Louis Shaved His Head

Nazarite Vow

Shaving My Head

In 2002 I was a junior in high school and 16 years old reading through the Bible for the first time. I felt God challenging me into a deeper relationship with Him when I read the words of Numbers 6 that spoke about a vow of great sacrifice unto the Lord. Following the Nazarite Vow was a constant daily reminder of my complete submission to the Lord.

So, what is this Nazarite Vow?

Numbers 6 lays out the guidelines for the Nazarite Vow. The word Nazarite comes from “nawzeer”, the Hebrew word for separation. This separation has two parts: to separate from the things of this world, and to separate oneself unto God. In Romans, Paul references a separation unto God, or consecration.

I appeal to you therefore, brothers,by the mercies of God, to present your bodies as a living sacrifice, holy and acceptable to God, which is your spiritual worship. Do not be conformed to this world, but be transformed by the renewal of your mind, that by testing you may discern what is the will of God, what is good and acceptable and perfect.

Romans 12:1-2

When Paul says this is our reasonable service he is saying it makes good sense. God has redeemed us not that we might now live to please ourselves, but that we might live to please Him. Fasting is something that we should all think about doing. For a week, for a month, or for life.

Regulations for the Nazarite Vow

Diet: No wine or strong drink. No grapes, or any product of grapes.

Appearance: Do not cut hair until the vow has ended. At the end of the vow, the hair must be shaved.

Purity: Do not touch a dead body. Throughout the Old Testament this law existed as a reminder that death is the effect of sin. We want to always maintain purity, separating ourselves from sin.

Ending the Vow: The Nazarite Vow was not something to be entered into lightly. The vow ended with a public ceremony and extensive sacrifice was brought by the person ending the vow. Even in a time of a fast or vow of holiness, even the best of people sin. However, we do not need to bring burnt offerings, and all the other offerings because Jesus Christ made the atoning sacrifice for all.

To take the vow of the Nazarite was a complete dedication, and was a commitment to fully and totally consecrate his life to God.

The Time Has Come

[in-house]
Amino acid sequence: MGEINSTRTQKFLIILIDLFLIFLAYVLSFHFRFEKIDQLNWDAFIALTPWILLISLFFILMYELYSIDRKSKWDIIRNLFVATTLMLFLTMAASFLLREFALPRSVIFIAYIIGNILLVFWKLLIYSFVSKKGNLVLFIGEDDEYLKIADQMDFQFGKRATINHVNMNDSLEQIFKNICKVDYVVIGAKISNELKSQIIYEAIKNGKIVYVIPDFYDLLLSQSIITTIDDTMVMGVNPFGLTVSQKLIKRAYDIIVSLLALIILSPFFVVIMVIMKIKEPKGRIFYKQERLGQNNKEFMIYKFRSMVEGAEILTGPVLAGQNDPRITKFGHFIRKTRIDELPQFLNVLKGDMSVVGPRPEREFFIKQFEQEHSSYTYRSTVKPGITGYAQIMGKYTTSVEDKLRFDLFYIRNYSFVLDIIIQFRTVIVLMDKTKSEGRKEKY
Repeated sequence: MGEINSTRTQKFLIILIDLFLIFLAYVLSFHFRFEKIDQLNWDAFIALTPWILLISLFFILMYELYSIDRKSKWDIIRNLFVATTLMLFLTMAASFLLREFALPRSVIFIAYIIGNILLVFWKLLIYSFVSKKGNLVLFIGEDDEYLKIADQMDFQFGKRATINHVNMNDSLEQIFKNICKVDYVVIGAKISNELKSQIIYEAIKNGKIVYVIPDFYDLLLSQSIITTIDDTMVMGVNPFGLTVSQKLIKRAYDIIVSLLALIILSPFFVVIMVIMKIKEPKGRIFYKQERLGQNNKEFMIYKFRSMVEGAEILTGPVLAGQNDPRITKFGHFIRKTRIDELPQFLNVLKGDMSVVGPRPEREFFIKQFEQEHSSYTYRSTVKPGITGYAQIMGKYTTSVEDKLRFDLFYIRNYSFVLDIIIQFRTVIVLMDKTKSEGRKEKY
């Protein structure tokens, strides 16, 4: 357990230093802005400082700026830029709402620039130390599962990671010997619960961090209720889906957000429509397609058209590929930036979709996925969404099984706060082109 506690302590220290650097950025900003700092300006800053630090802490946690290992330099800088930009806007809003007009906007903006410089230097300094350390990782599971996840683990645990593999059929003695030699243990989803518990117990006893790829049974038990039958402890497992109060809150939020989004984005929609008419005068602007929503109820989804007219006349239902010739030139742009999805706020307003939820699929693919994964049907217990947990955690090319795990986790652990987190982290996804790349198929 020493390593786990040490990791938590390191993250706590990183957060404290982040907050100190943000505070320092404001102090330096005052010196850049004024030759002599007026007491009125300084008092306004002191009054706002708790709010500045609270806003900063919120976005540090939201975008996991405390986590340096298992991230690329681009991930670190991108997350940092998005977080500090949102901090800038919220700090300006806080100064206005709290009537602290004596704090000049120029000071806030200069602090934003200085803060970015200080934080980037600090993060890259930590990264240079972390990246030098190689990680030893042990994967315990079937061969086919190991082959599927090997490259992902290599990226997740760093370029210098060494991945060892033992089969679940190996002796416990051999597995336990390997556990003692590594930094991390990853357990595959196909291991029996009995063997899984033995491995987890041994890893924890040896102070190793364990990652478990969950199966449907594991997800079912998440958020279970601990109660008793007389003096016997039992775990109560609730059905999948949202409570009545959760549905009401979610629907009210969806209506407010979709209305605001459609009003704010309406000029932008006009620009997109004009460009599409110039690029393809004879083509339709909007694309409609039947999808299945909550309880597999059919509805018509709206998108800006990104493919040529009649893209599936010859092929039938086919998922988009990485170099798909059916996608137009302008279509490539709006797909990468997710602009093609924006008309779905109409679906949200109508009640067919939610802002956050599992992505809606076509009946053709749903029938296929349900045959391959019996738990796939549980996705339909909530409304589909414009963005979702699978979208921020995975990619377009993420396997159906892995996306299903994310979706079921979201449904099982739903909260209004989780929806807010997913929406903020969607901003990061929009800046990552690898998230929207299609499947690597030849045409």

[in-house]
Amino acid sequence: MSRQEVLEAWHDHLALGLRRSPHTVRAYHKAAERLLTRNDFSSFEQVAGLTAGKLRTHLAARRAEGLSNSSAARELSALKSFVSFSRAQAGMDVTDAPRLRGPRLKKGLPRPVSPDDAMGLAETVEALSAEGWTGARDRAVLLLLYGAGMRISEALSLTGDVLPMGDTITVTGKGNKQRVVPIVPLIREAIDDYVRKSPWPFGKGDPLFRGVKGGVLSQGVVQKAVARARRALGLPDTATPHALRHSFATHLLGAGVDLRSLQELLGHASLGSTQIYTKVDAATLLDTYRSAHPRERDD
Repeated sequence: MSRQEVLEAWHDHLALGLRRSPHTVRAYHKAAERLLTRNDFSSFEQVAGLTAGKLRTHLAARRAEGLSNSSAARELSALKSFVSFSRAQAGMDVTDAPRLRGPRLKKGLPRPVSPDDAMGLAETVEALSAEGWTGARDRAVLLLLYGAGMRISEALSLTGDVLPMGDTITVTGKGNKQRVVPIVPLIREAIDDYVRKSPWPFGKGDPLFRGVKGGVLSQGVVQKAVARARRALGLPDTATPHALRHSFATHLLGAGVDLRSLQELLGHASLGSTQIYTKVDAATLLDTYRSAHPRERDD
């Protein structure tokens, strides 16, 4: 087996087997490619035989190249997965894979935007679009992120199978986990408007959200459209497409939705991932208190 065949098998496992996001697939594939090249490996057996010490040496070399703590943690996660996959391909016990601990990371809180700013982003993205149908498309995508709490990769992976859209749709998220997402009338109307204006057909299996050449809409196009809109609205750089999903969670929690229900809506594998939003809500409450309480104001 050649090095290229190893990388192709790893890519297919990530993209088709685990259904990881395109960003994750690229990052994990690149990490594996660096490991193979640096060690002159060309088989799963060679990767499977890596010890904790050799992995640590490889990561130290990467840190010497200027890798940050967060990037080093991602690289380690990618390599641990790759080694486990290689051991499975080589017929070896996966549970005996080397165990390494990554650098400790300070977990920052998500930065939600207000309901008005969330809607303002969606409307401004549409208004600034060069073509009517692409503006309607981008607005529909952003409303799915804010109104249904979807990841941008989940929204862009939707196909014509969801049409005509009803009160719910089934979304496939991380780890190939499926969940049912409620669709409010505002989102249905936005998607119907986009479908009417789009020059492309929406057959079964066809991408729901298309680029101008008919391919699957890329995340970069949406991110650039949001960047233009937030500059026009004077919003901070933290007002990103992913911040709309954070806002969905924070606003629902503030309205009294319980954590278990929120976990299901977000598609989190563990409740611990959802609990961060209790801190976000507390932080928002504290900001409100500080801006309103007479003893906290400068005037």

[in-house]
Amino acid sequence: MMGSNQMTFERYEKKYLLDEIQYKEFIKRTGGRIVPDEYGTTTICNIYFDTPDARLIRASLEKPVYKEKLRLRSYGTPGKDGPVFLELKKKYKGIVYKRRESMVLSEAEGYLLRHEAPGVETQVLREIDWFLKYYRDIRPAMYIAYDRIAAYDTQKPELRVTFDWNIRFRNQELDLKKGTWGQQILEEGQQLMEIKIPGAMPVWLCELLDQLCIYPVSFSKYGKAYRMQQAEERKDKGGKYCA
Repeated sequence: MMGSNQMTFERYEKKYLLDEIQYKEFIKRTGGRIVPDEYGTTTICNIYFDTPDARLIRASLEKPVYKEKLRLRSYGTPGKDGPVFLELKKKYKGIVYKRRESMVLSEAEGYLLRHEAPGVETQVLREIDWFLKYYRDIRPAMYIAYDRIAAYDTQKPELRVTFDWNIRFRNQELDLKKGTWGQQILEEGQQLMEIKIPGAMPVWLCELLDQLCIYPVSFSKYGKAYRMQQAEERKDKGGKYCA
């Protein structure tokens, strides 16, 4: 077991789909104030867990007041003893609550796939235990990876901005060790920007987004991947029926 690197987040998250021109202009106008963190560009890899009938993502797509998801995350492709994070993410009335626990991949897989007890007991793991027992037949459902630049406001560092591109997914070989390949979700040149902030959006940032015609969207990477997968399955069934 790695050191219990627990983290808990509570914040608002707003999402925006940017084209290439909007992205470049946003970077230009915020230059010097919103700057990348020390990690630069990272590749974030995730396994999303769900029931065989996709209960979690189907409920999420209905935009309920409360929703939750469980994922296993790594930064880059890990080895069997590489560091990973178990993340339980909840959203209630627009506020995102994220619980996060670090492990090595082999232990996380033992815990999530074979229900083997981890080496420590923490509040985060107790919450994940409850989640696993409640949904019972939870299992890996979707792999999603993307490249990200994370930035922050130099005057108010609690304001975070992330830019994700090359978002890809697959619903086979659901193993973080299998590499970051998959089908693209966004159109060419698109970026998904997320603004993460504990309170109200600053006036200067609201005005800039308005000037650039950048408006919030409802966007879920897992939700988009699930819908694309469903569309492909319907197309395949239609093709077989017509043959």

I took the vow 11 years ago now and the vow has come to an end. I did not make the vow with an end date in mind, but heard God telling me that the vow would end with the conclusion of my formal education, and as I grew to understand, that also meant my education in preparation for Lebanon. God allowing us to raise the funds for Lebanon is my sign and blessing from God to end the vow, knowing that I will continue to live a life consecrated solely to God.

What Did I Learn?

  • My flesh truly does desire the joys and conveniences of this world.
  • In evangelical outreach it would have been far easier to share an alcoholic beverage with non-Christian friends or to have short hair to avoid preconceived notions. But I learned that God does not rely on appearances or methods but only on the will of His Spirit to reach the lost.
  • What surprised me the most was that, no matter what I looked like, I was able to preach the gospel across denominations, nationalities, and continents.

It has only been a couple weeks since I truly began to process the conclusion of my vow. It has been part of who I am for so long, that it is easy to misunderstand this step in my life as losing a piece of who I am. Also, I am dreading the wild inconvenience of explaining it to every person I run across, forgetting that it will give me many more opportunities to share the gospel as everyone asks questions. I pray that our lives could be continuously focused on giving God all of the glory and praise. Let this be our prayer:

Take my life and let it be
Consecrated, Lord, to Thee.